On Oct. 30, Joey McFarland of Lexington performed 67 star jumps in one minute, with about 100 observers and two official witnesses looking on, at Xcell Sports, Science and Fitness in Lexington.
Theoretically, that could be enough to put Joey in Guinness World Records, which currently lists the world record for star jumps as 61 in one minute, set by a man in New York in 2008.
Joey, by the way, is 10. His parents are Peter and Theresa McFarland.
His possible record won't be official, of course, until and unless it's certified by the Guinness organization.
To achieve the certification, Joey's mom is sending Guinness a video of Joey's record attempt, plus still photographs, various official forms and a notarized letter from professional baseball player Austin Kearns and Jon Weece, lead minister at Southland Christian Church, who acted as witnesses. It probably will take a month or two until Joey knows whether he set a world record.
Joey's idea to set a world record came when he was reading the 2010 Guinness World Records.
"I was flipping through the book and I found this record for star jumps," he said. "I knew what a star jump was, and they're pretty easy for me. So I thought, 'I'm going to try this out.'"
For the, uh, record, a star jump is a bit like the jumping jacks you used to do in gym class, except that you start in a crouch. You jump upward with your arms and legs splayed outward, forming a "star." You land with both feet together again and lowered yourself into a crouch again.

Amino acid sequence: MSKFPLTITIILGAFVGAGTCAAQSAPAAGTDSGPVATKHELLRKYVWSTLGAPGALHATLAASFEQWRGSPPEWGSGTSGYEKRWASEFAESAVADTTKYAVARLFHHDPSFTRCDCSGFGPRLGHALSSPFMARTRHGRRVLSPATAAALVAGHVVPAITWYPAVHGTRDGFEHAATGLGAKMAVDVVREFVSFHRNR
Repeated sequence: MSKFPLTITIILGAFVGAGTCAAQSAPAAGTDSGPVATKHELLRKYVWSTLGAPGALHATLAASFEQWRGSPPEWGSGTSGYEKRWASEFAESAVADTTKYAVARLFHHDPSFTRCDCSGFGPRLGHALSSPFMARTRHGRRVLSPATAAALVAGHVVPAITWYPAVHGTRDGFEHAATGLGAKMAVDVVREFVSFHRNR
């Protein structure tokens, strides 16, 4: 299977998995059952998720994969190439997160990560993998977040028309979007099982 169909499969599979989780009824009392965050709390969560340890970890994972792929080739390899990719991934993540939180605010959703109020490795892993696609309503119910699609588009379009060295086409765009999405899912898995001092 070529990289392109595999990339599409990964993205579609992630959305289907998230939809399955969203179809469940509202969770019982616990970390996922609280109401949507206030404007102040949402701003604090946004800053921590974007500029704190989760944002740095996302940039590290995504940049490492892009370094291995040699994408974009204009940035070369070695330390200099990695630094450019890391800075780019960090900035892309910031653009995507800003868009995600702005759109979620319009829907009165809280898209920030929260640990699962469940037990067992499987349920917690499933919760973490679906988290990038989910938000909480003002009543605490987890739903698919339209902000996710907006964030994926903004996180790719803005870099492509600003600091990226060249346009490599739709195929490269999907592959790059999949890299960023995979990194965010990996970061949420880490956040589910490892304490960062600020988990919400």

Joey got his mother to time him. In his first try, he did 62 jumps in one minute, only to learn later that he wasn't doing the jumps correctly. After learning the proper form, he did even better, with 63 in a minute.
"Naturally, I dismissed the whole thing at first and thought, 'Oh, yeah, world record,'" Theresa McFarland said.
But Joey was serious. So his parents arranged for Ellery Moore, a former University of Kentucky football player who works at Xcell Sports, to help Joey train. They also had to file a formal record application with the Guinness organization.
Now, they're waiting to see whether Joey's 67 jumps constitute a record.
Meanwhile, he'll keep on jumping. The Lexington Christian Academy fourth-grader also has been a gymnast for about four years.
In fact, he says star jumps are "a little easier" than some of the gymnastic moves he normally does.